Perhaps in no other mansion in the State has there been dispensed more generous or genial hospitality than in the large old house which was the home of the CORWINS. The most distinguished men of the land during the honored husband’s active days in political life, were guests there, enjoying the rare geniality of the host and the true hose-wifely skill of the hostess. It was a place where the young have always felt themselves to be privileged characters in their youthful pranks, and where the visiting clergy were at liberty to gather without notice. Such homes, monuments of the peculiar and most grateful hospitality of pioneer days, are becoming very rare indeed. Few octogenarians remain privileged to enjoy for nearly three score years the protection of the same rooftree and gather friends of successive generations around the same honored hearthstone. The house, substantial and firm yet on its ancient foundations, can not hereafter be the home it was, for they who fitted it by the habits of another (can we help saying better?) days are gone – lamented, but honored.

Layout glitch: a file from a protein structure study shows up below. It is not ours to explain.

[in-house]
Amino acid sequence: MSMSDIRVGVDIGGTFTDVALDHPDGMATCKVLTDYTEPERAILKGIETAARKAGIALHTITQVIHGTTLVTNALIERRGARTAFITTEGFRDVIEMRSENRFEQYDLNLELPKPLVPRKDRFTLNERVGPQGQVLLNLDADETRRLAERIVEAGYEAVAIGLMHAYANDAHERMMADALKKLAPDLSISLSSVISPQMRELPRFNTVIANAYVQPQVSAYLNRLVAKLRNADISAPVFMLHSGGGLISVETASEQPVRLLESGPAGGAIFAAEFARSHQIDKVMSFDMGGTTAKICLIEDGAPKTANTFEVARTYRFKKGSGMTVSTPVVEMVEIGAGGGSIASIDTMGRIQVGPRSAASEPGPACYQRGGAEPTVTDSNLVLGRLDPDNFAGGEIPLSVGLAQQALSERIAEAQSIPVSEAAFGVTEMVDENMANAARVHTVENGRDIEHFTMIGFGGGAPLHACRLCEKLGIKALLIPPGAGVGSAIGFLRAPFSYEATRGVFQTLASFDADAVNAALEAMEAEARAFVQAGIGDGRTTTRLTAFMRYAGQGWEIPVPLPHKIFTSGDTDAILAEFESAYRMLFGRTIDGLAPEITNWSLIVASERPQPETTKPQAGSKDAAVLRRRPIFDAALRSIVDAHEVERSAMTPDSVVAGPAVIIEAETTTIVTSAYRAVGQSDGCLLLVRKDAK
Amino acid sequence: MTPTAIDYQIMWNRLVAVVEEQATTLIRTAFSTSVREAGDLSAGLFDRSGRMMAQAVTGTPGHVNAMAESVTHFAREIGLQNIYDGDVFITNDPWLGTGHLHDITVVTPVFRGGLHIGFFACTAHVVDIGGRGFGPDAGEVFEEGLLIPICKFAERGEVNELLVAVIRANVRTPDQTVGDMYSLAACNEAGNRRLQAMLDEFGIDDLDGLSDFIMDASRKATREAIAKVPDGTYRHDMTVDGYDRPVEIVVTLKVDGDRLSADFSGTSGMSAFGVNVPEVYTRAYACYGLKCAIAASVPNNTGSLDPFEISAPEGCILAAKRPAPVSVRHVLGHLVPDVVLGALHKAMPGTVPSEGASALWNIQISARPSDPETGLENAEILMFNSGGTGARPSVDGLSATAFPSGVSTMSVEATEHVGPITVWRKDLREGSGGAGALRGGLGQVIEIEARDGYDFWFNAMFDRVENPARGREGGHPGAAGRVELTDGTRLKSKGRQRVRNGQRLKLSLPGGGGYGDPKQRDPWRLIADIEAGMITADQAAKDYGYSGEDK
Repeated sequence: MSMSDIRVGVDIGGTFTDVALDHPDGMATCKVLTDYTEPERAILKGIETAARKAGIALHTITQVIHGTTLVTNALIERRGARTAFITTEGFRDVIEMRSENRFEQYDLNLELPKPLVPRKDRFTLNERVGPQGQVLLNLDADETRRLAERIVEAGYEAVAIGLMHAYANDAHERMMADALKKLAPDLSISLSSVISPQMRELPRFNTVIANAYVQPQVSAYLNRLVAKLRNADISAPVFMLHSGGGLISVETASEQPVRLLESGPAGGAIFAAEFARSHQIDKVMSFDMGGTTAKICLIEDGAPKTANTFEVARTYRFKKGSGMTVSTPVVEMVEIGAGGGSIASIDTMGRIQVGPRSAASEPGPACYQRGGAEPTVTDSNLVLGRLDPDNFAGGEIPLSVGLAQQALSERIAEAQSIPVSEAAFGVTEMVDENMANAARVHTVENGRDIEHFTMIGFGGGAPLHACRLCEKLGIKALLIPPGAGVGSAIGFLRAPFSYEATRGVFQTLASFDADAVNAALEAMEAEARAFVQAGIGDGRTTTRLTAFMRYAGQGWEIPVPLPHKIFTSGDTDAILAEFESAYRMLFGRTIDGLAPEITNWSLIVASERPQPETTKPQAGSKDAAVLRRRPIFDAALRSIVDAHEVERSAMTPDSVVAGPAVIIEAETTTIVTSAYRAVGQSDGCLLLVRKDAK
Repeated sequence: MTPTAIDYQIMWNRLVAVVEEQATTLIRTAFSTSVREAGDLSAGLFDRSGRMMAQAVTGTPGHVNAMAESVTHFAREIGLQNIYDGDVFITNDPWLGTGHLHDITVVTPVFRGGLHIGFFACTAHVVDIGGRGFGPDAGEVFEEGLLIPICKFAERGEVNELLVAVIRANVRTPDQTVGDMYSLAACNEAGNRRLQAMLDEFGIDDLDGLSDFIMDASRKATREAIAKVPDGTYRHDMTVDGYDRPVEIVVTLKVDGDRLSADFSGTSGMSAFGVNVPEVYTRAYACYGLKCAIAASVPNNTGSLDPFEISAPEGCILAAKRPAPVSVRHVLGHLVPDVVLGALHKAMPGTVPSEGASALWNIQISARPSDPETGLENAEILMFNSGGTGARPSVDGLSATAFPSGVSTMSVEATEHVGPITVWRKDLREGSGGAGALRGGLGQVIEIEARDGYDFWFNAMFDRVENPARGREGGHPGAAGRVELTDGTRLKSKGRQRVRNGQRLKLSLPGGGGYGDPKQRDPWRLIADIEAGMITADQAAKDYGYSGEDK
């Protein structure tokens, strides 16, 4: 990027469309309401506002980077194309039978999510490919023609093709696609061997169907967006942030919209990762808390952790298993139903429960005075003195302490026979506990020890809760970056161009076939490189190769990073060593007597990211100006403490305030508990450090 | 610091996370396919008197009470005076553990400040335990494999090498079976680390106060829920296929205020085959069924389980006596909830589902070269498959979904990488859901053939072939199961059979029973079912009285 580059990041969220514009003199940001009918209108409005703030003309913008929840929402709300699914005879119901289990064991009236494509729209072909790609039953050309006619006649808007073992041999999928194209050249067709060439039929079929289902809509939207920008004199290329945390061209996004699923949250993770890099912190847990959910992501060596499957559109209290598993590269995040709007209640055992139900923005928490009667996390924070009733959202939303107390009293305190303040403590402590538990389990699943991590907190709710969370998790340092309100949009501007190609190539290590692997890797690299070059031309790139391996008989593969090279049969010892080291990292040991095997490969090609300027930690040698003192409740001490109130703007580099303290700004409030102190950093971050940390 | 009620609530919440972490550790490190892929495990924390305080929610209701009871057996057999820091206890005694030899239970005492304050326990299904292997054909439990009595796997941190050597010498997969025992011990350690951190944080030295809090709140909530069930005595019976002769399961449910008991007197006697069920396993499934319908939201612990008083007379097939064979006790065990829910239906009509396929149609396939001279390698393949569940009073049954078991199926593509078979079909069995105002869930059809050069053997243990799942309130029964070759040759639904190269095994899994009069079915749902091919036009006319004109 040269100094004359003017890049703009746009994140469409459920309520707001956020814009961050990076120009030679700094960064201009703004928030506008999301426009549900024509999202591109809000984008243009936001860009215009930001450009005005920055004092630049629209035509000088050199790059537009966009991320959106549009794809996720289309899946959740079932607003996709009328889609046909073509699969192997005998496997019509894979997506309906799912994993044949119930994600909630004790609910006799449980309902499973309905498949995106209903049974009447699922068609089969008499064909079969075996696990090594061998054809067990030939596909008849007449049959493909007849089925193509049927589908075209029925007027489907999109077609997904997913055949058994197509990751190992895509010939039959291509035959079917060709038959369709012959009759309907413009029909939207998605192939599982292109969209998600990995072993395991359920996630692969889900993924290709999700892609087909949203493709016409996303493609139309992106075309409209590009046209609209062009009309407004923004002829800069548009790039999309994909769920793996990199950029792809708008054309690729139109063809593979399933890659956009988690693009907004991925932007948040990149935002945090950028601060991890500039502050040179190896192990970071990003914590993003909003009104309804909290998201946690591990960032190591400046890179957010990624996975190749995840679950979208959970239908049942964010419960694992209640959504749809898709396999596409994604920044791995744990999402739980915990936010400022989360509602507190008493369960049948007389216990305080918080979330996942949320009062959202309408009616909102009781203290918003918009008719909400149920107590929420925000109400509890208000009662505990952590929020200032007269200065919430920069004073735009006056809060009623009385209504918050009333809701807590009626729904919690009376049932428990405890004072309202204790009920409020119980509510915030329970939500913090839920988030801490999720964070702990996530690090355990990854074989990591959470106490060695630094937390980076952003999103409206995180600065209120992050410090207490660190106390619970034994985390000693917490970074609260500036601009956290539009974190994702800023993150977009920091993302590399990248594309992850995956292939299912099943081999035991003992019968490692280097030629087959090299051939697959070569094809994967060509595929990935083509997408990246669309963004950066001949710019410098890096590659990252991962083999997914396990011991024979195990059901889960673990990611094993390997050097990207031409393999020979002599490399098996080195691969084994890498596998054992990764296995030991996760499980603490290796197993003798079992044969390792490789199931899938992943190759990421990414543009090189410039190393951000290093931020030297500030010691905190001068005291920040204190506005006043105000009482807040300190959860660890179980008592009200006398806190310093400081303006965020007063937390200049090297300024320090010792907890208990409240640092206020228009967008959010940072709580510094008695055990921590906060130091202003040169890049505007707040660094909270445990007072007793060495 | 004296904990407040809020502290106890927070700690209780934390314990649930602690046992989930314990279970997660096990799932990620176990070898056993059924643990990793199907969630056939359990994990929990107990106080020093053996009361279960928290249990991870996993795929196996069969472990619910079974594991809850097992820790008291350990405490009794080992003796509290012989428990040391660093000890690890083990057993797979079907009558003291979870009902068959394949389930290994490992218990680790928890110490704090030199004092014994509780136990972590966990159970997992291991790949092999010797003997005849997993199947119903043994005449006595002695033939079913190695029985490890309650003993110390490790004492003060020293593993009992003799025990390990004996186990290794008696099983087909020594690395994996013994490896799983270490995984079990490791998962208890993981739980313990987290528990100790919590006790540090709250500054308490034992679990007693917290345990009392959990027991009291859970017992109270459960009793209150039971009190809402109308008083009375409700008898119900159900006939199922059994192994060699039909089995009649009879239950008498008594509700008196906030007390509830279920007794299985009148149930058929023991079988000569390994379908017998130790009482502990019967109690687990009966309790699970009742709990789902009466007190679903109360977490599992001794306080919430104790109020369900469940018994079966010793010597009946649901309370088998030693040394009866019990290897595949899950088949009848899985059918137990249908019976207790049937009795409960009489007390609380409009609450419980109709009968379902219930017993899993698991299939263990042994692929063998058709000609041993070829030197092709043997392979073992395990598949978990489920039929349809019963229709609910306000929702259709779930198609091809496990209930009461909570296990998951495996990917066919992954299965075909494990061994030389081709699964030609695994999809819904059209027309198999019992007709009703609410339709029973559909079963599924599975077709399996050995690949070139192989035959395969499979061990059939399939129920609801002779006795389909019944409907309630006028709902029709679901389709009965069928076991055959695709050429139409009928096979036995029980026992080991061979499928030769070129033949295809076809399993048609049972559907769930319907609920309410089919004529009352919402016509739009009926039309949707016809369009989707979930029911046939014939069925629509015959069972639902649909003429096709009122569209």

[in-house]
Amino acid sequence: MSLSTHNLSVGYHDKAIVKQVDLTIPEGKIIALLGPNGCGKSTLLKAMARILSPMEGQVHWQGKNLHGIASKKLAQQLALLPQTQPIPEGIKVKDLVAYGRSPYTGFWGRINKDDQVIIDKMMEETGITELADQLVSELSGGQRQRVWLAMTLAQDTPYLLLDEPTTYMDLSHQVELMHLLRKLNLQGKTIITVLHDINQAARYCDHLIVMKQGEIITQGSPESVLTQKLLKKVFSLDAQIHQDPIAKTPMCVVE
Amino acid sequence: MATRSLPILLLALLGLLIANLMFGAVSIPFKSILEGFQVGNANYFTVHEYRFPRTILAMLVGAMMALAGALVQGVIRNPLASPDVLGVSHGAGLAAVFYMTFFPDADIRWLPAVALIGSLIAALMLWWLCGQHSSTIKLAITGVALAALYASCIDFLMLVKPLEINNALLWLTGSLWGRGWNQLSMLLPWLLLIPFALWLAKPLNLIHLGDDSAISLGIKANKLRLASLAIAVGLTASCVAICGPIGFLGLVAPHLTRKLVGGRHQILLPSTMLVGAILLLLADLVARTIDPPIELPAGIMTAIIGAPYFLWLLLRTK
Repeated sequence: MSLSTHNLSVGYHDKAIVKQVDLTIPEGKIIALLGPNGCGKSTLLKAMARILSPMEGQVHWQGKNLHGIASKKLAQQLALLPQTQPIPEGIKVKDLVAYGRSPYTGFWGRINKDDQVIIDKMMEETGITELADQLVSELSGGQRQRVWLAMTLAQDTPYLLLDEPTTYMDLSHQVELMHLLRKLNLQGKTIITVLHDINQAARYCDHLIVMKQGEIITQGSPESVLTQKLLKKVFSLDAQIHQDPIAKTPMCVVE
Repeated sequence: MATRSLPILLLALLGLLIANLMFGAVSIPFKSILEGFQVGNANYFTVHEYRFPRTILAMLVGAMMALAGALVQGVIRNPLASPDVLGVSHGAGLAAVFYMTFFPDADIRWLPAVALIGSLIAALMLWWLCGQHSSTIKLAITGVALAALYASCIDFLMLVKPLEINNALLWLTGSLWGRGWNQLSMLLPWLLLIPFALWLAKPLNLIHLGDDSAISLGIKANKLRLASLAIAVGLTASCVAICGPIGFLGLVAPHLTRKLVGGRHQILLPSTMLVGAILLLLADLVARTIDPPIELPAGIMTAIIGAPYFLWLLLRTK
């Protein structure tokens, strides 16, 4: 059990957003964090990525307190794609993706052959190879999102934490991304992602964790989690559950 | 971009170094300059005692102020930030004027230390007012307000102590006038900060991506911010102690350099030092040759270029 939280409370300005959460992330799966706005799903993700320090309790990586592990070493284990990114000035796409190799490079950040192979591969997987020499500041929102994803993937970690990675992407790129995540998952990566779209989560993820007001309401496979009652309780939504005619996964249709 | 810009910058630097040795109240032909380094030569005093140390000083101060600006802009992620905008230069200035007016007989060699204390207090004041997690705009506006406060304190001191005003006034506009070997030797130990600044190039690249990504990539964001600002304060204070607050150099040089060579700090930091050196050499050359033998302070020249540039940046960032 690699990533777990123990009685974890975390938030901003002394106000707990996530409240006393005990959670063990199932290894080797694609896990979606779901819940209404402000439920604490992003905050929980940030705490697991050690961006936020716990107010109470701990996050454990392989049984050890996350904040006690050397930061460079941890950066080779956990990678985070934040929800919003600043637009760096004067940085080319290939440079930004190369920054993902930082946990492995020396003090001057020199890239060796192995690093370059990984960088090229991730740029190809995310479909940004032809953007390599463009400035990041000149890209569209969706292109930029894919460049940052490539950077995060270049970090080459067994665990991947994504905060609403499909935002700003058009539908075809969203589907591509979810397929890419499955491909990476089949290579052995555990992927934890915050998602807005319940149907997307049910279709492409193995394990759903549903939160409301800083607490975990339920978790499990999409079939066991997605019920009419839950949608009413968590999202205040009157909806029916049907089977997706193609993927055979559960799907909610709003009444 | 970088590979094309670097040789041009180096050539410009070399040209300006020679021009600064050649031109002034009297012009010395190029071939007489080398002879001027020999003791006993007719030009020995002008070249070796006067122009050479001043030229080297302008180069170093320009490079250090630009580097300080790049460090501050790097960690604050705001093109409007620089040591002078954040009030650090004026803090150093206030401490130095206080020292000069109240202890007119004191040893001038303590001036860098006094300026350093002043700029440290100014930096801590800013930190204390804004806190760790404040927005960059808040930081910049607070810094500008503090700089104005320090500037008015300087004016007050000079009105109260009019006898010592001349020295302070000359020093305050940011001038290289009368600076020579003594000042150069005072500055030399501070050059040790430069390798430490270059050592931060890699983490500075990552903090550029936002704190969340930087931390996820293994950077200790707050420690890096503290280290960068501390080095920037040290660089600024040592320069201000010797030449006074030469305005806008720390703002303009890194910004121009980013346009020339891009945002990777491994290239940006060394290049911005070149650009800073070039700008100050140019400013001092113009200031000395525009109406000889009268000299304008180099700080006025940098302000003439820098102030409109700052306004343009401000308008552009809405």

Source: The Western Star 13 June 1878 [copy obtained from obituary collection at the Warren County Genealogical Society]

by
Arne H Trelvik
6 December 2004

see on-line image
in the
Historical Newpaper Archive
at the
Quincy Public Library

[a number of other articles mentioning the Gov. can be found in this newpaper archive]

Last Hours of the Late Thomas Corwin.